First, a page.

Featured Post

Letterboxd Reviews

So as you know, I stopped writing lengthy reviews on this site this year, keeping the blog as more of a film diary of sorts.  Lo and behold,...

Friday, June 30, 2017

Theater Review - Aladdin

Music by Alan Menken
Lyrics by Howard Ashman and Tim Rice
Book and Additional Lyrics by Chad Beguelin
Directed by Casey Nicholaw
Where: New Amsterdam Theater, New York, NY
When: Saturday, June 24, 8pm
Spectacle over substance is the best way to describe one of Disney's most recent Broadway experiences in Aladdin, a musical that mixes adult pop culture references with inane childish jokes in a way that fails miserably onstage despite working well in the 1993 animated feature film upon which this musical takes its cues.  Limply trodding along with its horrible book written by Chad Beguelin, director Casey Nicholaw's production is heavy on similarly choreographed stage numbers, but light on substance, heart, and character.  While not quite as bad as Disney's abysmal production of The Little Mermaid which took up residence on the Great White Way nearly a decade ago, Aladdin certainly ranks in the lower quarter of shows I've seen on Broadway.

For the most part, the story of the stage show of Aladdin is very similar to the film.  The title character, a down-on-his luck street rat (played by new addition to the cast Telly Leung), falls for Princess Jasmine (original cast member Courtney Reed) as she strolls around the dirty streets of Agrabah while running away from her overbearing father.  There's the villain Jafar (played by original film voice actor Jonathan Freeman) who secretly harbors love for the princess and then an eccentric and pop culture-fueled Genie (Major Attaway) who befriends our titular hero.  All that is fine, telling the same story as the film.  Unfortunately, the additions here -- a trio of Aladdin's friends who do little to advance the plot, new songs that while actually decent don't add emotional levels to the ongoing proceedings -- bog the show down as opposed to pulsing it forward.

With all of the big production numbers staged in an all-out toe-tapping manner, "Arabian Nights," "Friend Like Me," and "Prince Ali" all just blend together.  "A Whole New World's" emotional impact is slightly muted by a similarly themed (though well-written) "A Million Miles Away" that precedes it.  A new song for the Genie towards the show's conclusion does little to add to the eccentricity of the character.  Everything about the show feels repetitive and unoriginal.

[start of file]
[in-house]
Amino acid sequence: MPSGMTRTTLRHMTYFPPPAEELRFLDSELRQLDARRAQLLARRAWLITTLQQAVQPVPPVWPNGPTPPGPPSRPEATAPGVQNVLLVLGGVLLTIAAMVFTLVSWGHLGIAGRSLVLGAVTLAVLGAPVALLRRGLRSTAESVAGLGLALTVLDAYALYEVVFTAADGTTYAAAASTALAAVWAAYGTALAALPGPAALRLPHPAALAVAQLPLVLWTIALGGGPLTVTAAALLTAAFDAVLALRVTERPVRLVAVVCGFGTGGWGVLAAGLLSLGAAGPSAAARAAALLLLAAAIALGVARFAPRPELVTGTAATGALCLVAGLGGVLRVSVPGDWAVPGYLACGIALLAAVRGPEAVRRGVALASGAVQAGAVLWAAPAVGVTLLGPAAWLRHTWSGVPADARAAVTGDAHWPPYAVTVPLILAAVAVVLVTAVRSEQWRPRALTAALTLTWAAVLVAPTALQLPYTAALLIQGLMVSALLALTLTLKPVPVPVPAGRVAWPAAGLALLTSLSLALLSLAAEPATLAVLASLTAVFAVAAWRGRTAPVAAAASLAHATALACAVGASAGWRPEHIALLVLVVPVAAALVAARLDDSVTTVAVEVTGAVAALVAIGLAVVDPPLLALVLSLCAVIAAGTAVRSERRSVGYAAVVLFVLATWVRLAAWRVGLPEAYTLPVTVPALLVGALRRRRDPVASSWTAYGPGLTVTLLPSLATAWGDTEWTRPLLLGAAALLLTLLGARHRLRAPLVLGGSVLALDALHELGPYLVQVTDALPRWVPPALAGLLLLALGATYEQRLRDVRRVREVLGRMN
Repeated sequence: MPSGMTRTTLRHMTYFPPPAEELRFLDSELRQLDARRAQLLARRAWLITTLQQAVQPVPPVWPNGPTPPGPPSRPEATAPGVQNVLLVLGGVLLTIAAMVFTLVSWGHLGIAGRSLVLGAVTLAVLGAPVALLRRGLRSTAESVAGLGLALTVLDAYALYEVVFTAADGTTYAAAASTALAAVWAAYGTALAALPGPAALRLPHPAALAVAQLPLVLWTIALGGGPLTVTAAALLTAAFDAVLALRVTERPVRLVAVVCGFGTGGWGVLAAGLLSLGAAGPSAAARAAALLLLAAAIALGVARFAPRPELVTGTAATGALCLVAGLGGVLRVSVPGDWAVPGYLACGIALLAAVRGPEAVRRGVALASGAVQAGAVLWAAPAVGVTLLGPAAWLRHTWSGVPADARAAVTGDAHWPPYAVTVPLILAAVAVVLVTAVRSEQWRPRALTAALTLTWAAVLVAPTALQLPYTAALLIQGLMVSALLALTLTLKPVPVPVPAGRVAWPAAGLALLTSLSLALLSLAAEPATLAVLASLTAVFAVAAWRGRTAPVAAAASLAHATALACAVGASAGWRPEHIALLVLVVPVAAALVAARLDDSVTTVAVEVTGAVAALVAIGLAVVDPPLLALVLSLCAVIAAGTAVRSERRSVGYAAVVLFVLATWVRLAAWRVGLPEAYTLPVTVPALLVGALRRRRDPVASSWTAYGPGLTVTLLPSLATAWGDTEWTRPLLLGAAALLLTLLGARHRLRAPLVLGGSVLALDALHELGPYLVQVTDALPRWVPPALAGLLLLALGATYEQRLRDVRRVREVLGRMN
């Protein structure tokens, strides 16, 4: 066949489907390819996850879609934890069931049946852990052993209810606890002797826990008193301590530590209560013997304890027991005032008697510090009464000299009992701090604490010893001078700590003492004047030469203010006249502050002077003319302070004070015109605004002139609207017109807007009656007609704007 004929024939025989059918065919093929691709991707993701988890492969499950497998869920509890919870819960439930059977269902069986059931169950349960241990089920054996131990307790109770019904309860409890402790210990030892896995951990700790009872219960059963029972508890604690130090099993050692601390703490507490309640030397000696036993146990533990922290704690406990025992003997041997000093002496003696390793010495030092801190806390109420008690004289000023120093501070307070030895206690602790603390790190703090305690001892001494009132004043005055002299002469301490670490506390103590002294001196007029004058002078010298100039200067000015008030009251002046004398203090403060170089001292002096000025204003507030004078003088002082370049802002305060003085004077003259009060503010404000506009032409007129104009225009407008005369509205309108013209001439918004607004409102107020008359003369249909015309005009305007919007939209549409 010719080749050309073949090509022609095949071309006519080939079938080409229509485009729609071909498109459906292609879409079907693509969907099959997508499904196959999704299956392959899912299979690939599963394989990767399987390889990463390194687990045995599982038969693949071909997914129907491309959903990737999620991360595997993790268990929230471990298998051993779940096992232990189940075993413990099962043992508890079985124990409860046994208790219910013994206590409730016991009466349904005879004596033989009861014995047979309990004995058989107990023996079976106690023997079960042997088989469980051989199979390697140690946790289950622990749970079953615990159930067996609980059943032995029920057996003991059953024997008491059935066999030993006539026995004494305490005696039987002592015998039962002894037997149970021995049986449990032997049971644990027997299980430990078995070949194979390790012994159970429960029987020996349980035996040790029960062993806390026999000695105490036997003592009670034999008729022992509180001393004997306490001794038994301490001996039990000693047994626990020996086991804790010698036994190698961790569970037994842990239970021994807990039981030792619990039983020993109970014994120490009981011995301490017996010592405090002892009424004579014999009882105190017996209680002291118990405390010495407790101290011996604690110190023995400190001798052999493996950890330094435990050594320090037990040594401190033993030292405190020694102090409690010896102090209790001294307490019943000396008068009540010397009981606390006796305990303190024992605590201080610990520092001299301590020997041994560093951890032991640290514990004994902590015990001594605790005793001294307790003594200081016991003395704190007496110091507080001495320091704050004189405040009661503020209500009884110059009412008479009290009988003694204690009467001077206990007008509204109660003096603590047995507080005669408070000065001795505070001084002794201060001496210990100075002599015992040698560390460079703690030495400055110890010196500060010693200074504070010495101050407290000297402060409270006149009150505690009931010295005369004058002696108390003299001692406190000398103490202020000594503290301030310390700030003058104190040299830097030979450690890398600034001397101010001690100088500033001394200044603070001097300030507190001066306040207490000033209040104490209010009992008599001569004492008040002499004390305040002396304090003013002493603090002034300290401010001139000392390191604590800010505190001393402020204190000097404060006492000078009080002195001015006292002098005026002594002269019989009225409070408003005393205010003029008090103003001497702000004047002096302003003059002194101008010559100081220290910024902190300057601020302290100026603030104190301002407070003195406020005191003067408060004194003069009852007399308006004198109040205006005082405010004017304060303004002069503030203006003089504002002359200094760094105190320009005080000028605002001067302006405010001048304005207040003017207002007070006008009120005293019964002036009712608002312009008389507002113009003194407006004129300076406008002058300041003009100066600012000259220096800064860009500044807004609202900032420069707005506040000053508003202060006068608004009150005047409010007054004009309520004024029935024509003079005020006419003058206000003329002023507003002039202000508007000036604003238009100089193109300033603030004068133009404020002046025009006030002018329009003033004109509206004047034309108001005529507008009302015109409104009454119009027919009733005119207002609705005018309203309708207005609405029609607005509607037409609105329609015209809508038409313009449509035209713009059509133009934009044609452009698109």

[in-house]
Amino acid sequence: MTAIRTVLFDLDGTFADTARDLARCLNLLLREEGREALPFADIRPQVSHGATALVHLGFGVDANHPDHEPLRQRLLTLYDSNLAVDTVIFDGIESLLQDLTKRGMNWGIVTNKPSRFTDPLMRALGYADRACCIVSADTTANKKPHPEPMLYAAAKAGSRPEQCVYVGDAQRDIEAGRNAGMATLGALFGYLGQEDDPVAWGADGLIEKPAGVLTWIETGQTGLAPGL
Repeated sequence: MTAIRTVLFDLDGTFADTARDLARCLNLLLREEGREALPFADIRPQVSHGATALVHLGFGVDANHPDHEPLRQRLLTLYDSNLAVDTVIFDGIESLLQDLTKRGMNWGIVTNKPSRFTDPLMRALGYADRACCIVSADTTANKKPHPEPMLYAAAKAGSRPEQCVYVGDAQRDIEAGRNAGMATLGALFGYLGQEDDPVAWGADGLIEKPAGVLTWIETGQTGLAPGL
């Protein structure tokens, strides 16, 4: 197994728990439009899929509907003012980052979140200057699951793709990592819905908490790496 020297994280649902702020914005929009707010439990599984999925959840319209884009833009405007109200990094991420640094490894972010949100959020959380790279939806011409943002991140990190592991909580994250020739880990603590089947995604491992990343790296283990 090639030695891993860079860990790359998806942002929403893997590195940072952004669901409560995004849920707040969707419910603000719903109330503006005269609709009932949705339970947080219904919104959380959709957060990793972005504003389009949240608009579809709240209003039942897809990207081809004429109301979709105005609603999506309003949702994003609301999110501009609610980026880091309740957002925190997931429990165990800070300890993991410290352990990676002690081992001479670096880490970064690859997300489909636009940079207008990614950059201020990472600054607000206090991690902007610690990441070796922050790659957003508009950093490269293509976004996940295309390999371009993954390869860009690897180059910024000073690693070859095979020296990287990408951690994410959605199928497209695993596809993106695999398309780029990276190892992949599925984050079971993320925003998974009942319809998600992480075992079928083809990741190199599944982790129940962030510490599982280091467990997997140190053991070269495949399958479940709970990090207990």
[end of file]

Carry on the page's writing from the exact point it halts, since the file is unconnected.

The late Howard Ashman wrote several songs with Disney maestro Alan Menken that were excised from the film that reappear here and while these songs are cleverly written and jauntily executed, they do little to engage the audience, simply padding the show's runtime rather than creating a well-rounded and emotionally affecting story.  There was a reason the film's original creators removed Aladdin's friends from the motion picture -- they're weren't needed and proved a distraction from the main storyline...and they're not needed here.

Unfortunately, in addition to the lackluster direction and book, the acting company disappoints as well.  Telly Leung is a recent addition so perhaps he's just finding his footing, but his Aladdin felt a little limp and lacking connection with Princess Jasmine.  Then again, original cast member Courtney Reed does little to make Princess Jasmine anything other than a photocopy of the film's princess.  Her vocals were disappointingly weak as well.  I was expecting some excitement from the original Jafar voice actor Jonathan Freeman, but he's given very little to do.  Major Attaway as the Genie was a jolt of life in an otherwise limp affair, but I found the direction of this character -- flamboyant and manic -- disappointing.

And that descriptor - "disappointing" - sums up my feelings towards this whole affair.  Maybe I'm just too old to enjoy a Disney Broadway show.  How then to explain the wonderful Mary Poppins that was the previous inhabitant of the New Amsterdam theater which exuded whimsy, charm, and heart -- three characteristics Aladdin doesn't have in the slightest.

No comments:

Post a Comment